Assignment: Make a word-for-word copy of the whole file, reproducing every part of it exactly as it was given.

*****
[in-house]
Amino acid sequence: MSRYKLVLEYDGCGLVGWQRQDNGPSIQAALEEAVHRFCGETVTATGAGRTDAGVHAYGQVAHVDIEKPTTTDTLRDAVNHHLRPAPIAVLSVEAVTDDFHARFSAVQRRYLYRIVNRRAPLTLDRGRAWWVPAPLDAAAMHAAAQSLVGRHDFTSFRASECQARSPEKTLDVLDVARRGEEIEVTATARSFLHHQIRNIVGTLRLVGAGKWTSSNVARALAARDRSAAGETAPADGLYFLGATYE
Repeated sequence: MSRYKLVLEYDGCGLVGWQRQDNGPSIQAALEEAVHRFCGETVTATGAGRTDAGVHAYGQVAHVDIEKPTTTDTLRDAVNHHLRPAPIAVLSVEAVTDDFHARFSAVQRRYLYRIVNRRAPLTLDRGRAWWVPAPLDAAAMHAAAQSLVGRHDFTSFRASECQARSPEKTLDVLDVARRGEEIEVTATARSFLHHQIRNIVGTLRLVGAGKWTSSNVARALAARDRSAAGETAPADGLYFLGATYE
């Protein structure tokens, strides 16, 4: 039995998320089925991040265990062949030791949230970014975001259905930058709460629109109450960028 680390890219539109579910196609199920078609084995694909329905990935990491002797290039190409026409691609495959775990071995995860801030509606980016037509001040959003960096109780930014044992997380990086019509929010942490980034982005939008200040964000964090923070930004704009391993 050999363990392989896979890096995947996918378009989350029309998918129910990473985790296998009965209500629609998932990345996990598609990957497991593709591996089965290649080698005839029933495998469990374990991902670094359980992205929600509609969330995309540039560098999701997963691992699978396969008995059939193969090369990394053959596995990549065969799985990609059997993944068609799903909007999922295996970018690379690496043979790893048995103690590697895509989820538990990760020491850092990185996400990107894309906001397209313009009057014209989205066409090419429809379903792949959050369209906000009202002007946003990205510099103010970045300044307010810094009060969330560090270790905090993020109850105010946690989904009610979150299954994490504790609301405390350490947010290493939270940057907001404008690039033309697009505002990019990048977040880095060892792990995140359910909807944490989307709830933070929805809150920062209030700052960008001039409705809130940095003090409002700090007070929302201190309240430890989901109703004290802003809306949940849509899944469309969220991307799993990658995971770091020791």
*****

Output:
[in-house]
Amino acid sequence: MSRYKLVLEYDGCGLVGWQRQDNGPSIQAALEEAVHRFCGETVTATGAGRTDAGVHAYGQVAHVDIEKPTTTDTLRDAVNHHLRPAPIAVLSVEAVTDDFHARFSAVQRRYLYRIVNRRAPLTLDRGRAWWVPAPLDAAAMHAAAQSLVGRHDFTSFRASECQARSPEKTLDVLDVARRGEEIEVTATARSFLHHQIRNIVGTLRLVGAGKWTSSNVARALAARDRSAAGETAPADGLYFLGATYE
Repeated sequence: MSRYKLVLEYDGCGLVGWQRQDNGPSIQAALEEAVHRFCGETVTATGAGRTDAGVHAYGQVAHVDIEKPTTTDTLRDAVNHHLRPAPIAVLSVEAVTDDFHARFSAVQRRYLYRIVNRRAPLTLDRGRAWWVPAPLDAAAMHAAAQSLVGRHDFTSFRASECQARSPEKTLDVLDVARRGEEIEVTATARSFLHHQIRNIVGTLRLVGAGKWTSSNVARALAARDRSAAGETAPADGLYFLGATYE
């Protein structure tokens, strides 16, 4: 039995998320089925991040265990062949030791949230970014975001259905930058709460629109109450960028 680390890219539109579910196609199920078609084995694909329905990935990491002797290039190409026409691609495959775990071995995860801030509606980016037509001040959003960096109780930014044992997380990086019509929010942490980034982005939008200040964000964090923070930004704009391993 050999363990392989896979890096995947996918378009989350029309998918129910990473985790296998009965209500629609998932990345996990598609990957497991593709591996089965290649080698005839029933495998469990374990991902670094359980992205929600509609969330995309540039560098999701997963691992699978396969008995059939193969090369990394053959596995990549065969799985990609059997993944068609799903909007999922295996970018690379690496043979790893048995103690590697895509989820538990990760020491850092990185996400990107894309906001397209313009009057014209989205066409090419429809379903792949959050369209906000009202002007946003990205510099103010970045300044307010810094009060969330560090270790905090993020109850105010946690989904009610979150299954994490504790609301405390350490947010290493939270940057907001404008690039033309697009505002990019990048977040880095060892792990995140359910909807944490989307709830933070929805809150920062209030700052960008001039409705809130940095003090409002700090007070929302201190309240430890989901109703004290802003809306949940849509899944469309969220991307799993990658995971770091020791």